For years, Indycar and Formula 1, and now Formula E, have featured street courses on their schedules, where they block off streets in the host city and form a racetrack. With numerous spectators crying for more and more road courses, the question this week is: Should NASCAR consider adding a street course to the schedule as well?
Taking it to the streets
The clamoring from the masses for more short tracks and road courses has grown substantially louder and more persistent over recent years. Some of this can be attributed to the notably higher level of excitement and unpredictability of these races.
Ultimately, it seems people are just looking for a little variety. Speedway Motorsports Inc. heeded the call first, converting the fall event at Charlotte Motor Speedway to a pseudo-road course race. Now, as the series comes off a rather entertaining short track weekend for the NASCAR XFINITY and the Camping World Trucks Series, we head out west for the first Monster Energy NASCAR Cup Series race featuring right turns as well as the commonplace lefts.
What if there were a way to give fans both styles of racing in one event?
Well, there is, and it lies in a form of racing that has been part of dozens of professional racing series across the world for decades. Simply put: NASCAR should go street course racing.
NASCAR should follow the lead of IndyCar, Formula 1, sports cars and others. Street courses are advantageous in a few different ways.
First, there would be a multitude of options in terms of locations. There are dozens of street circuits already in use across the United States that cut out any need for layout planning. Additionally, the host cities would already know what logistics adjustments would need to be implemented.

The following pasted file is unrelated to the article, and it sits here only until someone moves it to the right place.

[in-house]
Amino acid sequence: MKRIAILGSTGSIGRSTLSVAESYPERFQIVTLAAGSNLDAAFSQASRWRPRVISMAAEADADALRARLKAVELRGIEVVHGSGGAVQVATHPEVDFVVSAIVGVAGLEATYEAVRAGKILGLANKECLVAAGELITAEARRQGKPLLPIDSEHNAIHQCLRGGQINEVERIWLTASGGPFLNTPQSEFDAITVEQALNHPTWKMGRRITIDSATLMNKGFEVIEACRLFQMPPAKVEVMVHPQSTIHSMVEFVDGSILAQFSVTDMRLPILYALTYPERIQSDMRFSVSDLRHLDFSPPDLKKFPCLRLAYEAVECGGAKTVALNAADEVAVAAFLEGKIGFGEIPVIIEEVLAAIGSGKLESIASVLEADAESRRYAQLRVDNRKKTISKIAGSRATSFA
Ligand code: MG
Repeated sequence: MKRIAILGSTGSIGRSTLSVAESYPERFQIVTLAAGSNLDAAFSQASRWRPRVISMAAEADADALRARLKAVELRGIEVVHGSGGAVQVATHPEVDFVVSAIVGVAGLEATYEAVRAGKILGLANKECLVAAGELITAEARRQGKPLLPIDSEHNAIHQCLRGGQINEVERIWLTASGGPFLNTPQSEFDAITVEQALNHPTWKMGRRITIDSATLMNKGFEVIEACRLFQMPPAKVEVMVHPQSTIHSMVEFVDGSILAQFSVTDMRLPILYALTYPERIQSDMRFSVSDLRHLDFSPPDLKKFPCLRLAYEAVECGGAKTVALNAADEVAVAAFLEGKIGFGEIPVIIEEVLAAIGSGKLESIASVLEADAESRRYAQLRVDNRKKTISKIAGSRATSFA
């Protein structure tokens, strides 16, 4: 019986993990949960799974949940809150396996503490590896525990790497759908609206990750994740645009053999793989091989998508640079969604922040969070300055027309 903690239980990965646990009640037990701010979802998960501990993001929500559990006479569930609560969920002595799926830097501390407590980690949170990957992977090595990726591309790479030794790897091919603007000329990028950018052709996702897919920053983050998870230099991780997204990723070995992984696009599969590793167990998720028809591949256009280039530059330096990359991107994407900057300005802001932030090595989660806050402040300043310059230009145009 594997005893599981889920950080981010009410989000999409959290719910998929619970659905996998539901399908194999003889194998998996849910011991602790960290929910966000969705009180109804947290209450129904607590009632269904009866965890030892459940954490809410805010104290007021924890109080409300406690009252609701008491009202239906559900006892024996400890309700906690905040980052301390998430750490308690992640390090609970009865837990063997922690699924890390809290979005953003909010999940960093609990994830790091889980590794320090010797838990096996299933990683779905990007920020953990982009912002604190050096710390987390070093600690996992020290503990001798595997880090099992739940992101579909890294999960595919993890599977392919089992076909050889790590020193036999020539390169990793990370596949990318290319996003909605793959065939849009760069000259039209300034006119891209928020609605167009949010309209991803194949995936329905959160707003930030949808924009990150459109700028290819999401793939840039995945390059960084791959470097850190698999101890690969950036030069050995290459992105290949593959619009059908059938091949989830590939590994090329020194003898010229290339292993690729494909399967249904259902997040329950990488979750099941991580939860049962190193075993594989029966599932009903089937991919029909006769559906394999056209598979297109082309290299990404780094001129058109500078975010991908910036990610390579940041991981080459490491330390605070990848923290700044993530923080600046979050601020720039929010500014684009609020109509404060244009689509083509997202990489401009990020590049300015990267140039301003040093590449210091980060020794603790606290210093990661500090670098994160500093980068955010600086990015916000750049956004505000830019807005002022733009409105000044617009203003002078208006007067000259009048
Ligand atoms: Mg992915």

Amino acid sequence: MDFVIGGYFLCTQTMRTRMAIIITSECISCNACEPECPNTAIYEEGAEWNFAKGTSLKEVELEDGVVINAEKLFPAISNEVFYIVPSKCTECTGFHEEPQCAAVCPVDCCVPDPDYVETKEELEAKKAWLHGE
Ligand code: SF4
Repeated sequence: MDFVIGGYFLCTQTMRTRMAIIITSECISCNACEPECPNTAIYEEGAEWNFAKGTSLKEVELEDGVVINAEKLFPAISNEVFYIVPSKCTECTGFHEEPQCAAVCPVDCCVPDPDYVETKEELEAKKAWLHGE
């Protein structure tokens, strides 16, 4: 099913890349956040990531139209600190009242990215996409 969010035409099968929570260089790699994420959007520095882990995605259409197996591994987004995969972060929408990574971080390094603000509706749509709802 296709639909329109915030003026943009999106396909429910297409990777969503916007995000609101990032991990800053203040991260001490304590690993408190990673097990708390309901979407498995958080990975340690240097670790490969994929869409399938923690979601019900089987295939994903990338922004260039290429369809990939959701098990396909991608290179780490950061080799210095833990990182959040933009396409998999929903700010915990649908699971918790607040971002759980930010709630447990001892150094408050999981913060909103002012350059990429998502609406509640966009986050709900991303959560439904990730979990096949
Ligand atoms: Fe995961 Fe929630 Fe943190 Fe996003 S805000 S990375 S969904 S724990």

A street course would be new. It would be exciting. There is always concern that the luster wouldn’t last but that could be said about anything. Many voiced similar concerns about the Truck race at Eldora Speedway, but it still draws massive crowds five years in. If it ends up being a good show, the staying power will come naturally.
There’s more than just a novelty factor involved when trying to attract fans. Some street race courses, like Long Beach or St Petersburg, are among the most scenic anywhere, and the surrounding areas make them top vacation prospects for fans looking to make a week of it. It certainly has more to offer in terms of extracurricular activities than somewhere like Newton, Iowa.
Let us not forget there is a precedent here for such a race. In 1999, the NASCAR Featherlite Southwest Tour ran a 125-mile race on the streets of Los Angeles. It was a bit of an attrition fest, with 11 caution flags.
But it was well received and driver participation was high. Then-Cup drivers Ken Schrader and Kenny Irwin Jr ran in the event. Other notable participants included past and eventual Truck champions Ron Hornaday Jr and Matt Crafton, as well future Cup champs Kevin Harvick and Kurt Busch. Who better to weigh in from a driver’s standpoint than two of the sport’s best who have actually done it already?
If NASCAR is interested in trying new and buzzworthy things to drum up excitement, why not give this a shot as well? The worst that could happen is that it doesn’t provide the quality of competition they’re looking for and the idea is scrapped.
It’s still better than doing nothing at all. -Frank Velat